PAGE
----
Deciding the extent of flexibility to offer within your scheme requires precise engagement with members to ensure the options available are clear, chosen with due care and limit the member’s exposure to any unintended consequences. So how can trustees sensibly approach April 2015 to provide flexibility that members will understand and appreciate?
- What solution fits my members’ profile? Trustees and sponsors need to invest in researching member preferences. What is driving their needs? Is it still guaranteed income and the ability to access cash immediately or to strategically manage wealth and plan for tax? Each of these drivers can be satisfied through differing forms of flexibility, so sponsors need to challenge the requirement for each. For example, is super-flexible drawdown really needed in a scheme where the analysis points towards small fund sizes for members?
- Should the flexibility be provided via the scheme or through external products? A key decision factor will be whether your administrator is ready and what functionality they will make available from day one. If members really have been deferring defined-contribution (DC) decisions in anticipation of cash withdrawals in April, what immediate solutions can you confidently deploy to satisfy their needs? Do you provide a simple uncrystallised funds pension lump sum (UFPLS) option, limited drawdown, or, for now, insist they transfer to an external product to achieve their flexible goals?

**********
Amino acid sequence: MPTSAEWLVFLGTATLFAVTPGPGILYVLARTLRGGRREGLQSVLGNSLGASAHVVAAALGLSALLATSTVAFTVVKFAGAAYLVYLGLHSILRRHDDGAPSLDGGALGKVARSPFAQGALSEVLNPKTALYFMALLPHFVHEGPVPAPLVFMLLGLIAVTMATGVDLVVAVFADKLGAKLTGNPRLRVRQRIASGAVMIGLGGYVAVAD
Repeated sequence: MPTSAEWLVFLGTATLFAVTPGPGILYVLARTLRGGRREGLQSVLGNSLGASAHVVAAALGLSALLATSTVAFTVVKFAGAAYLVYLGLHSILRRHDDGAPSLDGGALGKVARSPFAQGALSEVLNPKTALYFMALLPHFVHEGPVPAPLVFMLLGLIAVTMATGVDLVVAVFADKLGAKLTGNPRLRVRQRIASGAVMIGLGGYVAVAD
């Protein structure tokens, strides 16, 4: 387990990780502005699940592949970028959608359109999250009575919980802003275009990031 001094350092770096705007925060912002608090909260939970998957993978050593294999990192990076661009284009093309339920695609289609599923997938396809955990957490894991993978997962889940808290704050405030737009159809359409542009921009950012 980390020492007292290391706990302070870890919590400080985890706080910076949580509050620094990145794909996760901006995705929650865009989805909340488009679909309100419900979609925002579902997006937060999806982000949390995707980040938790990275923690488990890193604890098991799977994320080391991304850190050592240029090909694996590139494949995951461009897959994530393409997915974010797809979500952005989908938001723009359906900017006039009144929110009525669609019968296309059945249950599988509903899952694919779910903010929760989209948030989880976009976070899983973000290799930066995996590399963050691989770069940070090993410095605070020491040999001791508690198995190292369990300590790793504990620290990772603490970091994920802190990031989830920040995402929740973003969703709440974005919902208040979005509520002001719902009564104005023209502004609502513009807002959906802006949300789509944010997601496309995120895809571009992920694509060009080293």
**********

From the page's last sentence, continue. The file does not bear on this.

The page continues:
- What charges and fees might be incurred? An indirect consequence of DC schemes providing the flexibility themselves is the requirement to then manage the processing of these ‘payments’. Up until now, DC schemes extinguished or shifted the responsibility of payment processing by offloading the member through an open market option or external annuity. With UFPLS and drawdown treated as PAYE payments, are these schemes now preparing for and budgeting for the additional payroll setup and ongoing processing charges?
Even by working in collaboration with company payroll and HR departments to process these payments, or piggy-backing these payments onto existing defined-benefit (DB) payroll runs, these options are not without complication, or necessarily free from cost.
While some of these costs could be passed onto members, we need to be mindful that the Financial Conduct Authority (FCA) has introduced a cap from April limiting the charges that can be imposed on members for managing their investments. The FCA has stated that transaction charges are currently exempt, but this position will be reviewed at a later date, so we need to be cognisant of our solutions and the longevity of the charging model introduced.
Finally, the big question trustees should be asking is whether they are sufficiently focused on member outcomes, both in the accumulation and decumulation phases of a member’s pension journey, as a failure to do so will almost definitely result in further legislation down the road, with far-reaching consequences for sponsors, trustees and our members.
The new regulations recognise the evolving needs of our society and provide new means to support our members during the later years of their lives. But trustees need to ensure they take sensible and measured steps as they move into this new era of retirement planning, helping members make pension choices that truly are worthy and wise.